Happy Father’s Day to Single Dads2024-05-30T15:00:13+00:00

Anxiety and The Nervous System

Stress and Anxiety Due to the uncertainty of life events, stress is inevitable and can be triggered through a variety of reasons or events. The human mind tends to respond to stress in either an adaptive or maladaptive way.  A maladaptive response would be known as Anxiety. Anxiety causes symptoms related to a fear of the future and concerns around things that have yet to occur or may never occur. When this type of maladaptive thinking occurs, the stress it causes leads individuals to develop avoidance behaviours that can cause issues to last longer. Often, these symptoms may cause a person to ask themselves “what if” questions, which can create more maladaptive scenarios, further amplifying the anxiety and therefore leading to extreme feelings of worry. The Nervous System and Its Relation To Stress/Anxiety   With regard to the nervous system and its response to Anxiety, the sympathetic nervous system and the adrenal glands come in to play. Our sympathetic nervous system controls the flight, fight or freeze response during an event where stress is emerging. Adrenal glands help regulate our system when under stress by releasing necessary hormones that help with metabolism regulation, as well as regulation of immune system and blood pressure which are essential for human functioning. During an event where Anxiety is developed, the sympathetic nervous system sends a signal to our adrenal gland to release adrenaline, which leads to increased heart rate. With prolonged stress, the adrenal glands are also exposed to prolonged stress and essential hormones are surpassed from production leading to anxiety. Managing stress/anxiety   Often in therapy, mindfulness is a strategy that is discussed when working with stress/anxiety related concerns. With mindfulness, one can learn to focus on the present moment, as often anxiety leads to unrealistic future thoughts and worry about events that are not in one’s control. The present moment can help establish the perspective that one can control what occurs in front of them in the present time and then focus on the goals that they would like to accomplish to create a better future without the barrier. Some mindfulness tasks can include: Informal mindfulness such as reframing focus to what you are doing in the current moment, for example if you are drinking coffee, re-focusing your thoughts on the cup you are holding, the surroundings in the area you’re in, or even naming things that you can see to reshape focus to what is occurring now. Formal mindfulness includes deep breathing, taking deep breaths, focusing on the breath and guiding your mind away from maladaptive thoughts. Nature walks. Setting an agenda for the day. Therapeutic help can also be beneficial in supporting individuals as they reframe their thinking. It is the therapist’s job to work with the client to understand their concerns and to help try and reduce stress levels by providing psychoeducation and tools to better help them cope with and manage their anxiety responses. This blog was written by Registered Psychotherapist, Shiwan [...]

Anxiety and The Nervous System2024-05-30T14:54:27+00:00

Navigating Mother’s Day with Grief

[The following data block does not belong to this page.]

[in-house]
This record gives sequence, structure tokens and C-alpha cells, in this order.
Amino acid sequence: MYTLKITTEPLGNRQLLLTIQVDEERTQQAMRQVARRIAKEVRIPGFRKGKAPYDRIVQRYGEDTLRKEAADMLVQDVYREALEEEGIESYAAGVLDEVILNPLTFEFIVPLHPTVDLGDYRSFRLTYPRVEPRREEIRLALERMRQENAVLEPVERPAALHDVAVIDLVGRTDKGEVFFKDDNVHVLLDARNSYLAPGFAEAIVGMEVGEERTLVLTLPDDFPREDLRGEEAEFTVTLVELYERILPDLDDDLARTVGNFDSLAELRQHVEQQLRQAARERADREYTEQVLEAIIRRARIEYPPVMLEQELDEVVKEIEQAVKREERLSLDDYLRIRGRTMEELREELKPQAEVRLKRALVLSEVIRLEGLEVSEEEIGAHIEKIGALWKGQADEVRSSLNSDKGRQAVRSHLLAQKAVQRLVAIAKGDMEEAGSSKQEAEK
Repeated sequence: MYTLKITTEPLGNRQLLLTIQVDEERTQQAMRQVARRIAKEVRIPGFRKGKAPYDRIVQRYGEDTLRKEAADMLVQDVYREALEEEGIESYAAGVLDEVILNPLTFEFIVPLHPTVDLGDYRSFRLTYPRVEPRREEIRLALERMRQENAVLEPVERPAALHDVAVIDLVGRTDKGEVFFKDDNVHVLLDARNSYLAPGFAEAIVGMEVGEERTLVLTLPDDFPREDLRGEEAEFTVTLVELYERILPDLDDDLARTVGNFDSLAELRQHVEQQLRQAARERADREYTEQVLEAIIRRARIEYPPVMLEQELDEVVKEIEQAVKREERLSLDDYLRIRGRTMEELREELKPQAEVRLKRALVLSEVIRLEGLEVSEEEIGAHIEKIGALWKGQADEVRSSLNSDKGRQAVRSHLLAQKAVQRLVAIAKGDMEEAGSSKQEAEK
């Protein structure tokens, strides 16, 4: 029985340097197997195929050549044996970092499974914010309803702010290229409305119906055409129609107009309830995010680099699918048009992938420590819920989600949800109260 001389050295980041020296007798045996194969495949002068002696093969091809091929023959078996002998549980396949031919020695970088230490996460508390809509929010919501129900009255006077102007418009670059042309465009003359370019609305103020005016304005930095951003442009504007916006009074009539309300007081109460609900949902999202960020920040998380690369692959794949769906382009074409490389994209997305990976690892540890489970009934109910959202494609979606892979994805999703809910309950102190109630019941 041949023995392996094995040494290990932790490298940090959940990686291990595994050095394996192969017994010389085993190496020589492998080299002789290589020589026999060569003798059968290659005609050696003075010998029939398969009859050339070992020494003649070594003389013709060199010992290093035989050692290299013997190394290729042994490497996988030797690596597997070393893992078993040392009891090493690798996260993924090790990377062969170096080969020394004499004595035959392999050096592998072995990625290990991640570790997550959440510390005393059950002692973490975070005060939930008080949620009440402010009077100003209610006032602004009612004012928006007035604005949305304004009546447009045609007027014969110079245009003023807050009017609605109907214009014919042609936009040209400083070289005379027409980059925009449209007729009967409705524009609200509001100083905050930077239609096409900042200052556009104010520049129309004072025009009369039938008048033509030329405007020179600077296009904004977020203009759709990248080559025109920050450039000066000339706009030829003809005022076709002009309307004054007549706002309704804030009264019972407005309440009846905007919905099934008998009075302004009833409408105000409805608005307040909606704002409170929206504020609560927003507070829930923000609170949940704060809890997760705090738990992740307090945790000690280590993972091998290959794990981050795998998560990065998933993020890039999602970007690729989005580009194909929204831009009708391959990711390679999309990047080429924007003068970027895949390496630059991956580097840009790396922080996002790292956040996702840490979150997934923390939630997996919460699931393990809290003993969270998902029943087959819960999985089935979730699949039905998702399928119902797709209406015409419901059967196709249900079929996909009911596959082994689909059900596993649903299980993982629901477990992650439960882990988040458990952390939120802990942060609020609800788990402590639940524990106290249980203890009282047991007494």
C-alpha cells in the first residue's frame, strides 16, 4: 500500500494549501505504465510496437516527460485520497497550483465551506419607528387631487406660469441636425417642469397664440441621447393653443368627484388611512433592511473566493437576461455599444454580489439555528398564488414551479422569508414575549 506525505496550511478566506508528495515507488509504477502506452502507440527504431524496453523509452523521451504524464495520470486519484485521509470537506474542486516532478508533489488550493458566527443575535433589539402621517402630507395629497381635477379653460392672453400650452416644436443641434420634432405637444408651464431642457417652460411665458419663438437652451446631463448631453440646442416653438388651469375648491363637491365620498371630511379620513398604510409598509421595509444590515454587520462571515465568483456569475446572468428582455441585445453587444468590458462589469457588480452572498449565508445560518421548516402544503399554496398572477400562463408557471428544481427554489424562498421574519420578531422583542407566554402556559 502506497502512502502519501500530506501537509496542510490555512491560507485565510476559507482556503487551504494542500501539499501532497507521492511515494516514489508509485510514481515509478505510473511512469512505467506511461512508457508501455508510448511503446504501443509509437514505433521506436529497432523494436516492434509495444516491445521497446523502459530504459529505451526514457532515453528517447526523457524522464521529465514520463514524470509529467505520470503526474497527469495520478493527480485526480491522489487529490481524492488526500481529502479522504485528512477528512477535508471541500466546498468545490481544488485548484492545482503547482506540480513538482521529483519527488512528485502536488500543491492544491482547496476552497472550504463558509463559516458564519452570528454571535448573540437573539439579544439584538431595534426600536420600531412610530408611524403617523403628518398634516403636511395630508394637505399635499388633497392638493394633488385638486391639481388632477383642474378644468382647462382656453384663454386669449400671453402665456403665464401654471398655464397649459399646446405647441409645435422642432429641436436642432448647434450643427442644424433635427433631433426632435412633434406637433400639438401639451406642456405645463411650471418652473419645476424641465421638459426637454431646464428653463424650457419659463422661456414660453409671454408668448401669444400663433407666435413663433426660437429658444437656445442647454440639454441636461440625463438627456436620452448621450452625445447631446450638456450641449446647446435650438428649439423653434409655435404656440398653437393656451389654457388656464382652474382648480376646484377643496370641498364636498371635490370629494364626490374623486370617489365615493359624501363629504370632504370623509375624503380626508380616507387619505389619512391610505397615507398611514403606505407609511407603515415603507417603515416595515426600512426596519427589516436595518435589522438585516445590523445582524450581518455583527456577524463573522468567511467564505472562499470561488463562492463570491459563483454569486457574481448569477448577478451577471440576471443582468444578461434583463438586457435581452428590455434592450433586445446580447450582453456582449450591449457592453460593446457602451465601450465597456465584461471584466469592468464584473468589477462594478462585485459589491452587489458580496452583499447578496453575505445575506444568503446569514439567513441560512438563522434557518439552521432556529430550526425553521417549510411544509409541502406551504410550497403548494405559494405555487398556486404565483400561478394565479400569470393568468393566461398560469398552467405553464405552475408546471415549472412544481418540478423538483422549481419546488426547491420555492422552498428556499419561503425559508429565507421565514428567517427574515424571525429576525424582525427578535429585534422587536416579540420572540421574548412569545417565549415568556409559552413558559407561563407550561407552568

This is the first Mother’s Day our family will celebrate without our mom, since she died earlier this year. Joining the ranks of those without their mothers on Mother’s Day, I’ve had some time to reflect on why this particular holiday is so difficult for those who are grieving. Losing a mother can feel like losing a part of ourselves. For me, when she died it felt as though I was untethered, left without an anchor. It’s going to take some time to reconfigure life without her. I know it is a process. I am also anticipating that Mother’s Day this year is going to be hard for myself and my family. We can suffer from the loss of relationship with our mother in many different ways- not just loss through death. Illness such as dementia, family conflict, estrangements and separation within families can all lead to a loss of connection with our mothers. No matter the reason for your loss, take some time to be gentle with yourself this Mother’s Day as you navigate your own difficult emotions. Whether it’s been a few days or a few years, the loss of your mother in your life is huge. The following are some ideas to help you. Give yourself permission to honour your feelings and grieve Losing your mother is a significant event in your life, regardless of the reason, and you will likely experience many different emotions. Sadness, anger, loneliness, regret, longing, despair, guilt and feelings of depression are all normal reactions to loss. Be kind toward yourself and make space for your feelings, while having reasonable expectations of yourself and what you can manage. Be willing to accept support and help from others. Surround yourself with supportive people. Establish an intention for how you want to spend Mother’s Day and with who If you need time alone to grieve and mourn, take that time for yourself and invest in self care. If you want to be with others, make a plan that reflects your intention. Be thoughtful about how you want to honour this day and let others know what you need. If celebrating is not going to work for you, give yourself permission to withdraw from those plans. Remember that holidays and special days are often when “grief bursts” will occur and we may feel that we are at the beginning of grieving all over again. As painful as it is, grieving is a natural and necessary process that will move us toward healing and growth over time. Expect that you may be triggered by external reminders of Mother’s Day all around you, such as advertisements, social media and displays in stores, as well as people making plans for the day. Give yourself permission to limit exposure to things that might intensify grief, and engage in self care to manage grief bursts, including reaching out to others. Have a self care plan. When we are grieving, we are suffering, which impacts us [...]